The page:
Acute Hospital Services

Part of Opposition Day — [6th Allotted Day] – in the House of Commons at 2:36 pm on 21st February 2007.

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Photo of Patricia Hewitt Patricia Hewitt Secretary of State, Department of Health 2:36 pm, 21st February 2007

I certainly can. Given the state of the NHS that we inherited from the Conservatives 10 years ago, we desperately needed more capacity—both beds and staff—which we delivered, thanks to the record investment that we made and the Conservatives opposed. We are now seeing a reduction in the number of acute beds as a direct result of modern medicine and more day-case surgery in particular, and a continuing increase in the number of critical-care and intermediate-care beds where those are needed.

The Conservatives constantly accuse us of closing hospitals. That, too, is absolute rubbish. More than 150 acute hospitals have been refurbished or rebuilt, or are on the way. Hospitals are working differently, as was pointed out by my hon. Friend Meg Hillier. They are doing what only hospitals can do. Health services are provided as close to home as possible, but are provided in hospital where necessary.

Waiting lists are at their lowest ever in the NHS. Almost no patient waits for more than six months for operations such as hip replacements for which people used to wait over a year, sometimes up to two years, under the Conservatives. But now the NHS is doing even more. Earlier this week my right hon. Friend the Prime Minister announced that 13 hospital trusts expected to be able to guarantee most of their patients a maximum wait of just 18 weeks from GP referral to hospital operation—far less, in the majority of cases—and to achieve that by the end of the year, a year earlier than the goal that we set. That is an enormous achievement, and I congratulate all the staff involved. However, as the medical director at King's College hospital told my right hon. Friend and me on Monday, the NHS cannot get rid of waiting lists by doing things in the same old way; it can do that only by transforming the way in which hospitals, local GPs and other services work.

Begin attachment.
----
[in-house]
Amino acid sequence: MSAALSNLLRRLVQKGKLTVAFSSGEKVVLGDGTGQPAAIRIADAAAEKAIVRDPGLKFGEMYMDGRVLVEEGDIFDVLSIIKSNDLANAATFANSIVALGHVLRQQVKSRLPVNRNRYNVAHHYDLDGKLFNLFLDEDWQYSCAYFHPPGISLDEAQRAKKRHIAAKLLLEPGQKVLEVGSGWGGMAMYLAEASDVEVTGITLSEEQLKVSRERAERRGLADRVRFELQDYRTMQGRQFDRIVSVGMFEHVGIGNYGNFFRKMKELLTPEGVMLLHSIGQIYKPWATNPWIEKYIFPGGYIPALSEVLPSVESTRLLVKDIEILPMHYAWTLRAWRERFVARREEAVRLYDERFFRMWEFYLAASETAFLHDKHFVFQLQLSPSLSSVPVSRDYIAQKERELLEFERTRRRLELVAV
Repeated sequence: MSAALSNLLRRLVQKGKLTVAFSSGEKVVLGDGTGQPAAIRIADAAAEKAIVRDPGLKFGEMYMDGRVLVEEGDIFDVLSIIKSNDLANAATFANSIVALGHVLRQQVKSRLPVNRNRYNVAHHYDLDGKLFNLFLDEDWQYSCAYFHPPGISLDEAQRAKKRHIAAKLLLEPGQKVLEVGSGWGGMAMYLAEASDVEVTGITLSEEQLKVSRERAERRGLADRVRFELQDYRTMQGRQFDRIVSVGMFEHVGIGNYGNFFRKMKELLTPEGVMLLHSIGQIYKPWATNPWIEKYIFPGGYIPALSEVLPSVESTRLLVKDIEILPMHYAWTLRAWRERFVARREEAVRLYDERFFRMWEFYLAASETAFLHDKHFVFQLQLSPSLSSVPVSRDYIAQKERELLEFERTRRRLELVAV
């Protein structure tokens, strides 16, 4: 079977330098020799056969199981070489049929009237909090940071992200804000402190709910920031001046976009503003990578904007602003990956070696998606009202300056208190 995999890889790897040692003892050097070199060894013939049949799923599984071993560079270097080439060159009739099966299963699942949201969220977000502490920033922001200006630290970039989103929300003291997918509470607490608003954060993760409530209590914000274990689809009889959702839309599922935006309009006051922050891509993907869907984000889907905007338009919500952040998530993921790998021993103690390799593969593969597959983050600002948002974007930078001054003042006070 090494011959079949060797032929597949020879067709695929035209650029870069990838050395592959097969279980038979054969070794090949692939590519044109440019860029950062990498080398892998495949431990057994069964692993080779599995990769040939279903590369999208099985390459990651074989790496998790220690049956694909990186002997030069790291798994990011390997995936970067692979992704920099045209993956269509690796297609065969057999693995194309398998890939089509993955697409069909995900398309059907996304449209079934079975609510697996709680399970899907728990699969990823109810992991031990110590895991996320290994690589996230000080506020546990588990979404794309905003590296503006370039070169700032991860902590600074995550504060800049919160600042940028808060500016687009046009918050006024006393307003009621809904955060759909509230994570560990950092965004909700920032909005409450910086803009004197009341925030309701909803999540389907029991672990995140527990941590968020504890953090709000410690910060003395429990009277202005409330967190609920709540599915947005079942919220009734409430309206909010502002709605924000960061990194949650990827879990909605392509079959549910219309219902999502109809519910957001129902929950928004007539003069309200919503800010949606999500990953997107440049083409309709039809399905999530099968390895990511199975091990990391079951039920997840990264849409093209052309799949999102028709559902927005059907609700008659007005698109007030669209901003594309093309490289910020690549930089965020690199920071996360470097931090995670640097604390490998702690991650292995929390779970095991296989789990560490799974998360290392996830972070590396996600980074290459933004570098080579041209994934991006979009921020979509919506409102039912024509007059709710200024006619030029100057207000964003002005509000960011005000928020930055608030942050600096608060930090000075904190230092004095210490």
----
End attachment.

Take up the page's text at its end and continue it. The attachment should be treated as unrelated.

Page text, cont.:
Bolton, for instance, has provided a clinical assessment and treatment centre where patients who would formerly have waited to see the orthopaedic consultant at a hospital are now referred to a community team. An orthopaedic consultant in the community, one of the first consultant physiotherapists in the country and other staff are all working together, treating patients who do not need surgery. Those patients—about 70 per cent. of the total—are given physiotherapy, or other treatments that they may need, much faster; meanwhile, hospital consultants can concentrate on the patients with the most serious problems, and spend more time on surgery. As a result, waiting times both for patients who need physiotherapy or other community treatment and for those who need in-patient care have been cut from months to weeks. That too is an enormous achievement. It means that the right care is being given to patients by the right professionals in the right place. That is the kind of reconfiguration that we need throughout the country.